Once, when I was particularly young and especially ignorant, I interviewed a member of a very famous wine-making family.
Although said interview was all about wine, the conversation unveiled that she had taken up cycling in her mid-late 30s. It transpired that she was an exceptionally talented cyclist, and went to represent her country in a Master’s category race.
“Wow,” I gushed, genuinely impressed (and not even remotely aware that I was about to place my foot firmly into my mouth). “That is so impressive! And to have discovered this talent and passion so late in life, it’s amazing.”
Oh gosh – I really did say that, didn’t I?
To her credit, she didn’t put me back in my box where she rightfully should have. Now in my early 40s, having also discovered cycling ‘later’ in life, thinking back to this interview and my foolishness makes me cringe. Evidently I see 40 as the new 20, and feel that way (largely thanks to the bike). It’s why an organisation like the League of Veteran Racing Cyclists strikes me as so necessary not only in our sport, but as a cultural stance and commentary. We adults of the 40+ age group are far, far from over our used-by date. On the contrary, you only need to ride with a bunch of strong and sound 60+ year olds to make you realise we’re staying fitter, healthier, stronger and more active for longer and longer.
Moreover, aging and the desire to compete are not mutually exclusive.
A group of cyclists including Percy Stallard and Eddie Cook cottoned onto this fact more than two decades ago, and recognised with frustration the limited outlets available to anyone aged Masters and beyond to race alongside their peers. As any member of the League will attest, there’s plenty of racing left in legs aged 40 and beyond, but pitting these age-groups alongside athletes half their age just doesn’t compare apples with apples.
So the League was formed, an all-inclusive group of 40 year old+ male and female cyclists around the UK who race in members-only events country-wide.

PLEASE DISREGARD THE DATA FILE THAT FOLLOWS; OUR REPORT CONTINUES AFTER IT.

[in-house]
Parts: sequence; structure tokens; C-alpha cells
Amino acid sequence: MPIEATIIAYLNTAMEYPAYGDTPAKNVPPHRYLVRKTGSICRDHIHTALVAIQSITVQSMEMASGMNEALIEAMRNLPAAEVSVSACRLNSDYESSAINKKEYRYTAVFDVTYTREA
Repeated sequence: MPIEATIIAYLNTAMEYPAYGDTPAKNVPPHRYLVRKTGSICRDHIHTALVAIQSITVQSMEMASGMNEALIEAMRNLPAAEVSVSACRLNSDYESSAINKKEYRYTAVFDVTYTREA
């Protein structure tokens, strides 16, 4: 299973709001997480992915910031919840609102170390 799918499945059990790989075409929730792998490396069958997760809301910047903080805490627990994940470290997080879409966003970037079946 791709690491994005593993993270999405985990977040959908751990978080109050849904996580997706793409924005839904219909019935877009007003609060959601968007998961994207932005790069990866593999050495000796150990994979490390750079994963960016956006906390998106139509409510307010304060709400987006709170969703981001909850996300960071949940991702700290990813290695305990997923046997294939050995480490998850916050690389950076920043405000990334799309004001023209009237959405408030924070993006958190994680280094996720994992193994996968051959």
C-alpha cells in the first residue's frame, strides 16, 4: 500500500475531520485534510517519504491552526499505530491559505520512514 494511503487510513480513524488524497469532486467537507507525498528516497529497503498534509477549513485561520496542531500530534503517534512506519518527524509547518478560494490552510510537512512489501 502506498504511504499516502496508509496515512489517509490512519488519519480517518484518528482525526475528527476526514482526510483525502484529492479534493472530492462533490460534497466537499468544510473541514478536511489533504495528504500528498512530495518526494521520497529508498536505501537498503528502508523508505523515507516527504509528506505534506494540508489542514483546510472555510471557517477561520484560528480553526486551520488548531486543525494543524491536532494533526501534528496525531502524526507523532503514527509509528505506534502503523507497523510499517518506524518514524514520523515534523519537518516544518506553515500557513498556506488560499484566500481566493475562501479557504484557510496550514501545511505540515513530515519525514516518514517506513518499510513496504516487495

Non-executive Chairman (who held the title of Chair for the last decade) Don Parry, himself a multiple National Age Group Champion, provides some of the basic need-to-know information.
“There’s currently a programme of some 300 events in which members can race. The lion’s share would be open road cycling events but certainly there are some very substantial track races in the Derby and Newport Velodromes, as well as cyclocross during the CX season. Participant numbers are dependent on the location, the style of riding, and other factors but typically they’d sit at around 50-60 riders. We cap our actual membership each year to 2,000,” he explains.
“We race in increments of five years, as per UCI protocol, but obviously we start at 40. Membership is exceptionally well-priced at £25 per annum, which includes racing insurance. You can then expect to pay within the vicinity of £15 per event. This amount goes straight back into the hard costs incurred to roll out events of this calibre,” confirms Don.
“In a nutshell however, each of our regions is tasked to implement a suite of races and certain members will step up to take on the responsibility of management,” says Don.
Whereas once the League was largely comprised of ‘pointy-end’, serious cyclists who wanted to maintain an exemplary standard of racing as they transitioned into more mature age categories, today’s League is a lot more inclusive. Indeed, the League is a microcosm of cycling culture in the UK as a whole.
Once it was reserved for the serious and elite, and now it’s embraced by all levels of skill and talent. It’s become more about the passion and culture of the sport and racing, than it has the desire to take out the top of the podium.
“We don’t just race together in League events,” explains Don. “We naturally gravitate to other members for social rides so there’s a community feel that pervades across the organisation. And it’s great to see how this filters into other areas. For instance, bike stores such as my local Corley Cycles are incredibly supportive of us Veteran racers. I’m looked after very well indeed by the team in there, as are my fellow local racers Roy Chamberlain, Andy Lowe (both of whom race a Trek Madone) and Nick Corbett (who races an AX Vial). Stores like Corley are helping us achieve, and they realise full well age is not a limiting factor,” said Don.
“Once upon a time when you got to a certain age, your cycling options were limited to non-existent. Thanks to the League of Racing Veteran Cyclists in some ways you could argue it’s just the beginning.”
Now I’m in my 40s I certainly see it that way, and hope organisations such as the League convincingly show that age is irrelevant.